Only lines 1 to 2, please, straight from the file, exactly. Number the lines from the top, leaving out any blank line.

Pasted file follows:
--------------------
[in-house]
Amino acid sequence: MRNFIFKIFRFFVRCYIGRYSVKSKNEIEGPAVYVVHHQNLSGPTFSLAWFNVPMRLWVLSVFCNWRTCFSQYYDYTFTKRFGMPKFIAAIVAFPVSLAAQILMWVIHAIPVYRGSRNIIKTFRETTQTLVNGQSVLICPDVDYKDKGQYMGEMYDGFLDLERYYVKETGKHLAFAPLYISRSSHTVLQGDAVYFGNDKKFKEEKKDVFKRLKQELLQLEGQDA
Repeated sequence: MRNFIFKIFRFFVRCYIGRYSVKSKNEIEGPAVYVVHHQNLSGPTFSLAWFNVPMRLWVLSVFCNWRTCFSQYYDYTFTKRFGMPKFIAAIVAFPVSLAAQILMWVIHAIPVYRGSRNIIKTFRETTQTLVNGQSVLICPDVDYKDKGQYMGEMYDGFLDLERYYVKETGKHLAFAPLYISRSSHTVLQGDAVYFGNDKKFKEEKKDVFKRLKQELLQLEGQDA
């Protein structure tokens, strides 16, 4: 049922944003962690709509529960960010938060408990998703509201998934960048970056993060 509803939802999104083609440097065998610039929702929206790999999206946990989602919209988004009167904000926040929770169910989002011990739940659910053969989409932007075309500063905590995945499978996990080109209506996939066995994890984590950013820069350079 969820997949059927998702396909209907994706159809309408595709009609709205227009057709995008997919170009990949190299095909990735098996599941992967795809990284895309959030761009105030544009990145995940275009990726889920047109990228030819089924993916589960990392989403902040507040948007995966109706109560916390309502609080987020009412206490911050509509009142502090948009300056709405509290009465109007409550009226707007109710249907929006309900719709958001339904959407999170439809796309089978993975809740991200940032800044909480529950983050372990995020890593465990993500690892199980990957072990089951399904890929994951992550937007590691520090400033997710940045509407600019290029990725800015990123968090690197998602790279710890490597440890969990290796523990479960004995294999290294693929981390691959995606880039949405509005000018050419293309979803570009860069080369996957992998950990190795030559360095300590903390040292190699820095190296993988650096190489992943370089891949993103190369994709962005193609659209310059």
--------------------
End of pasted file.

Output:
[in-house]
Amino acid sequence: MRNFIFKIFRFFVRCYIGRYSVKSKNEIEGPAVYVVHHQNLSGPTFSLAWFNVPMRLWVLSVFCNWRTCFSQYYDYTFTKRFGMPKFIAAIVAFPVSLAAQILMWVIHAIPVYRGSRNIIKTFRETTQTLVNGQSVLICPDVDYKDKGQYMGEMYDGFLDLERYYVKETGKHLAFAPLYISRSSHTVLQGDAVYFGNDKKFKEEKKDVFKRLKQELLQLEGQDA